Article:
Ukraine’s long-term goal of joining the European Union has received its latest shot in the arm, after the bloc’s 27 member states agreed Thursday that the country should be given candidate status – a significant step on the path to full membership.
“Today marks a crucial step on your path towards the EU,” European Council President Charles Michel said on Twitter after talks in Brussels. Leaders also agreed to approve Moldova’s candidacy.
Ukraine’s President Volodymyr Zelensky said he “sincerely commends” the European Council’s decision, calling it “a unique and historical moment in EU/Ukraine relations.”
The decision, made at an EU Council summit, comes a week after President of the European Commission Ursula von Der Leyen said it was the opinion of the bloc’s executive body that Ukraine deserved candidate status because it “has clearly demonstrated the country’s aspiration and the country’s determination to live up to European values and standards.”
However, it is still likely to be years before Ukraine is able to join the EU. The process is lengthy and requires agreement from the 27 member states at almost every stage. This means that there are multiple opportunities for member states to use their veto as a political bargaining chip.
Before Ukraine can start negotiations to join the bloc, it must first meet the Copenhagen criteria – an opaque trio of requirements that focus on whether or not a country has a functioning free-market economy; whether its institutions are fit to uphold European values such as human rights and the EU’s interpretation of the rule of law; and whether it has a functioning, inclusive democracy.
It is unlikely that Ukraine will be able to meet these criteria while the country is at war, however, von der Leyen acknowledged that it had started making progress on reaching them long before the invasion.
Once these criteria are met and all member states have agreed to start talks on the 35 negotiating chapters – ranging from trade to law to civil society – Ukraine must then make domestic reforms in order to meet the required standards in each of these areas. Again, all member states must agree that these requirements have been met before closing each chapter.
Once that has happened, the European Parliament and legislative agendas must approve the decision and, finally, Ukraine will be an EU member state.
The average time it takes to join the EU is four years and 10 months, according to the think tank UK in a Changing Europe. However, some member states in eastern Europe have had to wait as long as 10 years.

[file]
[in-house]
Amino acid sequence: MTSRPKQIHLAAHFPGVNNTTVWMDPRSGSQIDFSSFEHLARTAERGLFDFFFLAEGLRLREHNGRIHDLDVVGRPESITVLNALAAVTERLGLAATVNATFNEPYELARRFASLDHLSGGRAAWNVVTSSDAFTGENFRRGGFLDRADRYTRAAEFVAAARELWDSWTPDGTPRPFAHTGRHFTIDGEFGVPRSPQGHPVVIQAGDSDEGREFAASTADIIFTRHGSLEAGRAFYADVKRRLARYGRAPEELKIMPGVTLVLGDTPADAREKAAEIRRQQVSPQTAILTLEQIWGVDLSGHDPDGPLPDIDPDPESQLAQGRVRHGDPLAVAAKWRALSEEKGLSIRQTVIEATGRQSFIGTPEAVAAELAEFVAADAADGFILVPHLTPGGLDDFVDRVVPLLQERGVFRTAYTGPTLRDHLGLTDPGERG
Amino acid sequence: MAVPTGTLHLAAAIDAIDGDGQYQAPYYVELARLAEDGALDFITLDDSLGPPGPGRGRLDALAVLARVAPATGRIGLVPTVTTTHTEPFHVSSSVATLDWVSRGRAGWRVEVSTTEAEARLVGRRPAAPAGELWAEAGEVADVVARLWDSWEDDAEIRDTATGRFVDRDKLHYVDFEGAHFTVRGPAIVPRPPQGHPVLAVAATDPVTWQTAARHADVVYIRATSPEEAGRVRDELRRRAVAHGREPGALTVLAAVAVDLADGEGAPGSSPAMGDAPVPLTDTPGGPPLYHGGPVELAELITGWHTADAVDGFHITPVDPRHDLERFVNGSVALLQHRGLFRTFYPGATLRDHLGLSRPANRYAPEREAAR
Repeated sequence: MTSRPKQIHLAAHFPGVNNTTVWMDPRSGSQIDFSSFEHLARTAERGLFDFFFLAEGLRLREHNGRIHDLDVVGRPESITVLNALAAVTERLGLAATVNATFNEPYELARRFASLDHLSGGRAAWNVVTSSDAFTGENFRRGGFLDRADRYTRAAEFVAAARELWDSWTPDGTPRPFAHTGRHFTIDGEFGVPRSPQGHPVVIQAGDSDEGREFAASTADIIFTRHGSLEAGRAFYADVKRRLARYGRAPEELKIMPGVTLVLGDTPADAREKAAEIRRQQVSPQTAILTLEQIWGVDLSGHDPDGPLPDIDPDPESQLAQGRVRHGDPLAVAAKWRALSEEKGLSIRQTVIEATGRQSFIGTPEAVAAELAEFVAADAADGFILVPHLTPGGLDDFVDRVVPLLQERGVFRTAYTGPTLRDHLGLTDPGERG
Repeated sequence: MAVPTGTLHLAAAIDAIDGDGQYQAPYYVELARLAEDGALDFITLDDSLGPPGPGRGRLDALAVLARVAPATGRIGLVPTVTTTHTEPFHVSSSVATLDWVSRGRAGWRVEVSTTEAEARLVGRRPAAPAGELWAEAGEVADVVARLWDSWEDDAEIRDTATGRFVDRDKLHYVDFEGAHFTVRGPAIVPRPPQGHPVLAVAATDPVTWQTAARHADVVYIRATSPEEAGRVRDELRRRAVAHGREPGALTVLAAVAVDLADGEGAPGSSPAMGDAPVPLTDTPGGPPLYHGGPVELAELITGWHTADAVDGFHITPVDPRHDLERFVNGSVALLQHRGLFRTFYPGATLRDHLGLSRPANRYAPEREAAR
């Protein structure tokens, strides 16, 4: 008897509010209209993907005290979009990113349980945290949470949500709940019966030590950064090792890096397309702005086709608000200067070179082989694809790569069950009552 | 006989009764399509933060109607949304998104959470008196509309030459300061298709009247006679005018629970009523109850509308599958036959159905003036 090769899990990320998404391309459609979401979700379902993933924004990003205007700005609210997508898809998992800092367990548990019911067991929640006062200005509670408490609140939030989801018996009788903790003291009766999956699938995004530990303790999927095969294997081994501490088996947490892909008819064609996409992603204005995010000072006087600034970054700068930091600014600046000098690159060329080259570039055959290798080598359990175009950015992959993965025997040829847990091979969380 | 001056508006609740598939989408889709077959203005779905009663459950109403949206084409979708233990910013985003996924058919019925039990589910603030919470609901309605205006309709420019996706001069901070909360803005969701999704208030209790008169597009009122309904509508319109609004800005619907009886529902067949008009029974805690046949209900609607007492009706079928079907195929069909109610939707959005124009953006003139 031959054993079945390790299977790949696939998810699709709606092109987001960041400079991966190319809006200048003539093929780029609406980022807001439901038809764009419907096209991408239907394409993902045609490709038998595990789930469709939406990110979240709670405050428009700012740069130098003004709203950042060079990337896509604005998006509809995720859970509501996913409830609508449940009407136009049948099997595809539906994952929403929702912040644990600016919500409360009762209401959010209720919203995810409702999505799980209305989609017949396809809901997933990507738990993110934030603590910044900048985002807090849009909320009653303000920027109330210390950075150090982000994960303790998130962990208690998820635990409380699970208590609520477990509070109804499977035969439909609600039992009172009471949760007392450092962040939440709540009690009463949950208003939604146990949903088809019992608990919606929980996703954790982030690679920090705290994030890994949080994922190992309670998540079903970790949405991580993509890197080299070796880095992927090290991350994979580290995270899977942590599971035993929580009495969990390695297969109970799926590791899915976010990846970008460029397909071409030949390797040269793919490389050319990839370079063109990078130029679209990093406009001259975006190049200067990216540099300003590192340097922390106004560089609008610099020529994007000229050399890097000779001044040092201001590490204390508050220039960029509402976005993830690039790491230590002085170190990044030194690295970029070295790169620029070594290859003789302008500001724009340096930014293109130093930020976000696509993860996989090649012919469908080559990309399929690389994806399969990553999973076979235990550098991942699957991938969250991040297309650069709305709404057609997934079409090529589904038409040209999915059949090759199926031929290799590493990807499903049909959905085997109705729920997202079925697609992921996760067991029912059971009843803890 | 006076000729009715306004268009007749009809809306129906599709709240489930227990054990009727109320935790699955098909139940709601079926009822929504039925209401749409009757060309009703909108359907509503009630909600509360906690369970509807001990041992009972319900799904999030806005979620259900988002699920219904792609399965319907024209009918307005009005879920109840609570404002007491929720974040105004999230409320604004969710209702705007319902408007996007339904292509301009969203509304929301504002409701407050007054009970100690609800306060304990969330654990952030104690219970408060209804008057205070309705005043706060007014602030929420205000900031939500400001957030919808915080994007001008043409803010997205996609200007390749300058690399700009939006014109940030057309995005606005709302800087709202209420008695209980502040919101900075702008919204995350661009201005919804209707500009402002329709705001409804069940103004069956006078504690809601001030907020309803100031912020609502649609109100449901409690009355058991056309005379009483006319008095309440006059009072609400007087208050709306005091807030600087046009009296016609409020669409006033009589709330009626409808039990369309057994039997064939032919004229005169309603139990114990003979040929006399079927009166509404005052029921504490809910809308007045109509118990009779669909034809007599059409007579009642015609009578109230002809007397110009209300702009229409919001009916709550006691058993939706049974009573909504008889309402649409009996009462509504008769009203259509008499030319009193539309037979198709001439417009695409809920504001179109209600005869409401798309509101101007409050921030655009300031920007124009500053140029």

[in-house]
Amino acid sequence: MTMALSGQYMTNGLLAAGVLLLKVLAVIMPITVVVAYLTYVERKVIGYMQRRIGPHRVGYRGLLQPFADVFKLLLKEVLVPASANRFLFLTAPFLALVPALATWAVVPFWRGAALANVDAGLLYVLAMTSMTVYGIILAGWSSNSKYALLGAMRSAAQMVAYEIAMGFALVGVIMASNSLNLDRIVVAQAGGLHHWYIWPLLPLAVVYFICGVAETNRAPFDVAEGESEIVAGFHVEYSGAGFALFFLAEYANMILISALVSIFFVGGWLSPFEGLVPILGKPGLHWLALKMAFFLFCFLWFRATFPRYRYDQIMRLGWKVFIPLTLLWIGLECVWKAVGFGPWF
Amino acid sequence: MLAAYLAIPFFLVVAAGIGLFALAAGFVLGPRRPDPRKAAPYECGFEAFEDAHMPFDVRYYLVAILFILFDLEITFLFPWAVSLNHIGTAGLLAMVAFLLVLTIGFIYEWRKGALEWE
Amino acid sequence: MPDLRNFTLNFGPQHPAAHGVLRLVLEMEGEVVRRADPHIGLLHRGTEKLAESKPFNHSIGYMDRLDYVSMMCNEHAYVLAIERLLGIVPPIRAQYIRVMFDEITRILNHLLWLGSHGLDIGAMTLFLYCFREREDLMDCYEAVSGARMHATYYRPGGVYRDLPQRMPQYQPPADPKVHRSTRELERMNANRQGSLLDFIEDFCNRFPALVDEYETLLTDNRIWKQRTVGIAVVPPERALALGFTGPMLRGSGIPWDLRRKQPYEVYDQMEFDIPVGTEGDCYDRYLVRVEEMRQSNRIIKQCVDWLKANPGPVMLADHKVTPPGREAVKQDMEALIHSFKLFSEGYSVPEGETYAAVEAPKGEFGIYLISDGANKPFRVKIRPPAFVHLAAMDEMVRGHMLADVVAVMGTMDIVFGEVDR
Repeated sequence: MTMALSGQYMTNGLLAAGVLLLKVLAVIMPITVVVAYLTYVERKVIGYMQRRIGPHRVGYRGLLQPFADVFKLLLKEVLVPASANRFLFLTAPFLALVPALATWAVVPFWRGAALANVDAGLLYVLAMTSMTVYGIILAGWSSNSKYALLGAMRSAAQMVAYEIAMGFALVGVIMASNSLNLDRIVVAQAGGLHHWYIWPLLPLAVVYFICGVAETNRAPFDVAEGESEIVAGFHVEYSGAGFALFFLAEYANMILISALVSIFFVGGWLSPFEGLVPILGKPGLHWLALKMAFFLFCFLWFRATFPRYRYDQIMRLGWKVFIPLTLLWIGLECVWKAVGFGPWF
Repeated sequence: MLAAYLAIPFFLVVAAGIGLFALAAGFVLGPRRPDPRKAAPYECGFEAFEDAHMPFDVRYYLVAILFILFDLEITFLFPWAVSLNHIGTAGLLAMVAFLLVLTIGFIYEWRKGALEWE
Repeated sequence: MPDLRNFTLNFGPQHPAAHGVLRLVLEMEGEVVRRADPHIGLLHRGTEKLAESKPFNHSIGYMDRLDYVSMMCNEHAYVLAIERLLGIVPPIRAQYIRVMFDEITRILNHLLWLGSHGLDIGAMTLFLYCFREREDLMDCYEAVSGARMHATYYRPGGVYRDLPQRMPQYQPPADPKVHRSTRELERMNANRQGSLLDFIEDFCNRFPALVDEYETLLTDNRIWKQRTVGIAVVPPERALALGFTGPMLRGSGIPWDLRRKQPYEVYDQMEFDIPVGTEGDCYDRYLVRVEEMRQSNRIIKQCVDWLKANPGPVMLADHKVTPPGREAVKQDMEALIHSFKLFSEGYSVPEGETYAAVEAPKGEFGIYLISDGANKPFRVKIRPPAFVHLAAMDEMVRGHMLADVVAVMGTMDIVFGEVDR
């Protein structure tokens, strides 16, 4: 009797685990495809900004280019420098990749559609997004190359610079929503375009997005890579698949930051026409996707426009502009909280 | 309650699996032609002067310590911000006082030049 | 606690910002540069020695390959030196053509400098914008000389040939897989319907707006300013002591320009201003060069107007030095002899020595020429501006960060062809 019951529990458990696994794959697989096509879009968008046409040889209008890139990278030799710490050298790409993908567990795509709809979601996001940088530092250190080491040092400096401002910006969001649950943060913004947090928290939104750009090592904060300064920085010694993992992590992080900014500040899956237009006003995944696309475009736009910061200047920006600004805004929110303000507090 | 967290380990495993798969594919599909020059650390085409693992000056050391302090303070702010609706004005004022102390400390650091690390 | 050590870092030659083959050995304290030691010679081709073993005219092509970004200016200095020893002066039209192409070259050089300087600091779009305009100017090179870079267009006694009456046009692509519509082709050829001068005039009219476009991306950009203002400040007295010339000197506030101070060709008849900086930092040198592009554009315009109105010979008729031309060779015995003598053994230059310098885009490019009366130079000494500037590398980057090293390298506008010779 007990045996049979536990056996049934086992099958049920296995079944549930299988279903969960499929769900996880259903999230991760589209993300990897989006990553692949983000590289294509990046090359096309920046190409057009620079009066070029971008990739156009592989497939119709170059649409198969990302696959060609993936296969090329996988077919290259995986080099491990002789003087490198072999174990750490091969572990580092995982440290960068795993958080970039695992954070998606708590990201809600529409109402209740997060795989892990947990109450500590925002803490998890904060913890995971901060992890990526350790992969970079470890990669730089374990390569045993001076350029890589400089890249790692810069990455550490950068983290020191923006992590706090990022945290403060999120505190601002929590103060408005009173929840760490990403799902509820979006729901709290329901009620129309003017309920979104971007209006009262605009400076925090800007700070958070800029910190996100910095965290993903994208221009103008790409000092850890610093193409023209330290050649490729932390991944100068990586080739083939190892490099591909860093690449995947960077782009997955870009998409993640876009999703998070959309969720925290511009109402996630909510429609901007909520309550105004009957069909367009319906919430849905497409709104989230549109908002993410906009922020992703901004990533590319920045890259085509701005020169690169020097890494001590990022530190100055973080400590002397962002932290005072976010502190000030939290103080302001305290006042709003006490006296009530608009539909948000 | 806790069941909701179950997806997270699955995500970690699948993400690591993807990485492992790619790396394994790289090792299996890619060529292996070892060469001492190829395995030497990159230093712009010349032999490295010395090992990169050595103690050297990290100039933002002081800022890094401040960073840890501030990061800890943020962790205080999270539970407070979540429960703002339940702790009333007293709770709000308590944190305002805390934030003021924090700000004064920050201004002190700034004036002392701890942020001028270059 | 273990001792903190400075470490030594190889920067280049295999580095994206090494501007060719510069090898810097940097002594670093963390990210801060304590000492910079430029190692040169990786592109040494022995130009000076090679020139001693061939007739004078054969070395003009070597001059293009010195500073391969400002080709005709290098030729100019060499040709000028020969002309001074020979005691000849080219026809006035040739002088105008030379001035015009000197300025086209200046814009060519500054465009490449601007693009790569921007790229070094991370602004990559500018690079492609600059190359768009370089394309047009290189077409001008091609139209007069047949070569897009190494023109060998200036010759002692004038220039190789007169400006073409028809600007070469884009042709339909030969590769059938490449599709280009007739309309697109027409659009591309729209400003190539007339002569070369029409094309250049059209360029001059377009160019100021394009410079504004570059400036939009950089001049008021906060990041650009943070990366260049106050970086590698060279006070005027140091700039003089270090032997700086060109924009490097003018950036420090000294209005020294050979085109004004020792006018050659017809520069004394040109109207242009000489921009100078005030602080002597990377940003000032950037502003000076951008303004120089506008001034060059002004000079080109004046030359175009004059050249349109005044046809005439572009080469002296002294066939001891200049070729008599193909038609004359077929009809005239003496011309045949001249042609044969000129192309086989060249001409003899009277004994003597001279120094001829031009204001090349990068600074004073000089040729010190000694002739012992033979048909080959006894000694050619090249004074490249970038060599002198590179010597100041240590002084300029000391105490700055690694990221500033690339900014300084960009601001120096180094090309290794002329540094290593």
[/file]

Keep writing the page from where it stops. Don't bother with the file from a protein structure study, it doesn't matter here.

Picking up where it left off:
On top of a lengthy and complicated process, there are also political considerations that could thwart Ukraine’s European dream.
Not every member state is thrilled about Ukraine being considered for accession to the bloc. Therefore, it is likely that at every stage one or more will be tempted to throw a spanner in the works in order to get a concession on something else that the EU is debating – such as allocation of EU money.
France and Germany and Hungary have been less than full-throated in their support. It was only after a visit to the Ukrainian capital, Kyiv, that the leaders of France, Germany and Italy indicated that they would support Ukraine’s candidate status. Hungary has also dragged its feet, for various reasons, though most notably because it is Russia’s biggest ally in the EU.
Some European countries have also been criticized by Zelensky for not providing enough weapons as Ukraine is in the midst of a desperate battle to defend the Luhansk region in the east of the country.
The reasons for their hesitance range from concerns about corruption to a shift in power from the west of the bloc to the east if Ukraine is admitted. There are also concerns about how much of the EU budget Ukraine might eat up.
While all member states have supported the candidacy, there are still multiple opportunities for leaders to dig in their heels over the coming years.
Ukraine’s long journey to the EU has only just begun. Its candidate status might present a moral victory and send a loud message to Russia. But the reality is, Ukraine must now – pretty much on its own – make reforms that would be hard enough at the best of times, let alone while under invasion from a foreign army.